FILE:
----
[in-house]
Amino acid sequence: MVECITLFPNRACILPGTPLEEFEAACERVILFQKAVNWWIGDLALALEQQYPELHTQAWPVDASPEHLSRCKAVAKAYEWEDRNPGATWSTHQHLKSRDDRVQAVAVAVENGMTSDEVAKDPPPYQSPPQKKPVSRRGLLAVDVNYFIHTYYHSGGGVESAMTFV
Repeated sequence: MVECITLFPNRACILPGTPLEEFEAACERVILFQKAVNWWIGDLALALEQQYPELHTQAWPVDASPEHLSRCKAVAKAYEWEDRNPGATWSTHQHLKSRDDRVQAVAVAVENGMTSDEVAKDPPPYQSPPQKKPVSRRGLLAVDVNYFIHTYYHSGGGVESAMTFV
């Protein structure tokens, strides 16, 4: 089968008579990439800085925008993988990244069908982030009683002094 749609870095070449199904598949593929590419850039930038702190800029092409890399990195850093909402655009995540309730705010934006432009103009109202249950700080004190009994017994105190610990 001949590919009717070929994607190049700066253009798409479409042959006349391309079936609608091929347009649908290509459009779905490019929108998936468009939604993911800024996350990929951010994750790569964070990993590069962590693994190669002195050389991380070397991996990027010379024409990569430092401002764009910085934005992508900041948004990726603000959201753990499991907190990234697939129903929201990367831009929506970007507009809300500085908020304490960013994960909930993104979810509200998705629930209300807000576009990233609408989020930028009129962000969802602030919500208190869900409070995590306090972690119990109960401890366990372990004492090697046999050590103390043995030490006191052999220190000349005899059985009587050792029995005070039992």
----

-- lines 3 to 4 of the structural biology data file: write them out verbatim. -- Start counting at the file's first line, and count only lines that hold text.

Repeated sequence: MVECITLFPNRACILPGTPLEEFEAACERVILFQKAVNWWIGDLALALEQQYPELHTQAWPVDASPEHLSRCKAVAKAYEWEDRNPGATWSTHQHLKSRDDRVQAVAVAVENGMTSDEVAKDPPPYQSPPQKKPVSRRGLLAVDVNYFIHTYYHSGGGVESAMTFV
């Protein structure tokens, strides 16, 4: 089968008579990439800085925008993988990244069908982030009683002094 749609870095070449199904598949593929590419850039930038702190800029092409890399990195850093909402655009995540309730705010934006432009103009109202249950700080004190009994017994105190610990 001949590919009717070929994607190049700066253009798409479409042959006349391309079936609608091929347009649908290509459009779905490019929108998936468009939604993911800024996350990929951010994750790569964070990993590069962590693994190669002195050389991380070397991996990027010379024409990569430092401002764009910085934005992508900041948004990726603000959201753990499991907190990234697939129903929201990367831009929506970007507009809300500085908020304490960013994960909930993104979810509200998705629930209300807000576009990233609408989020930028009129962000969802602030919500208190869900409070995590306090972690119990109960401890366990372990004492090697046999050590103390043995030490006191052999220190000349005899059985009587050792029995005070039992």